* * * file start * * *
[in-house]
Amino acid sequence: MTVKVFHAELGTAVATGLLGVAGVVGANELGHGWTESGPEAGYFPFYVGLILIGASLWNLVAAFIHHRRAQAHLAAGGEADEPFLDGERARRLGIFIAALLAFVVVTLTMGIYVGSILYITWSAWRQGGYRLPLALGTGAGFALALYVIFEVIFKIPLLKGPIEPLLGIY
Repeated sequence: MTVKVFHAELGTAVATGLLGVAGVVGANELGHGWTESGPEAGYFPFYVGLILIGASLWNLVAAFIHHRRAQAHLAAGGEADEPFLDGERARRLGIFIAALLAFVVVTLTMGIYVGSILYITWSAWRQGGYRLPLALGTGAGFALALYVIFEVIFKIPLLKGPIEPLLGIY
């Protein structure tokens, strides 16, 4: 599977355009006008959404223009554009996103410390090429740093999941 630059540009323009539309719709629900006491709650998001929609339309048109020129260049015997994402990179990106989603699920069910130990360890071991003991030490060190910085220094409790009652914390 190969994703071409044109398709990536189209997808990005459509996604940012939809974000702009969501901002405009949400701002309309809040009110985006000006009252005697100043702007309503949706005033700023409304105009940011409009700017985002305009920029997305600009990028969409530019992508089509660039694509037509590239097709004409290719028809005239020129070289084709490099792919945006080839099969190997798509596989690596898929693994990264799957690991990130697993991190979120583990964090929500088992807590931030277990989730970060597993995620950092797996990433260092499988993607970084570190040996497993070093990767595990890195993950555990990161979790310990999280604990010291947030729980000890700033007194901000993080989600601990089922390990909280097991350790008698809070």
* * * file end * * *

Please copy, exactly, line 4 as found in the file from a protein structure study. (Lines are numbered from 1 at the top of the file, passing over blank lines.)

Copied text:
């Protein structure tokens, strides 16, 4: 599977355009006008959404223009554009996103410390090429740093999941 630059540009323009539309719709629900006491709650998001929609339309048109020129260049015997994402990179990106989603699920069910130990360890071991003991030490060190910085220094409790009652914390 190969994703071409044109398709990536189209997808990005459509996604940012939809974000702009969501901002405009949400701002309309809040009110985006000006009252005697100043702007309503949706005033700023409304105009940011409009700017985002305009920029997305600009990028969409530019992508089509660039694509037509590239097709004409290719028809005239020129070289084709490099792919945006080839099969190997798509596989690596898929693994990264799957690991990130697993991190979120583990964090929500088992807590931030277990989730970060597993995620950092797996990433260092499988993607970084570190040996497993070093990767595990890195993950555990990161979790310990999280604990010291947030729980000890700033007194901000993080989600601990089922390990909280097991350790008698809070």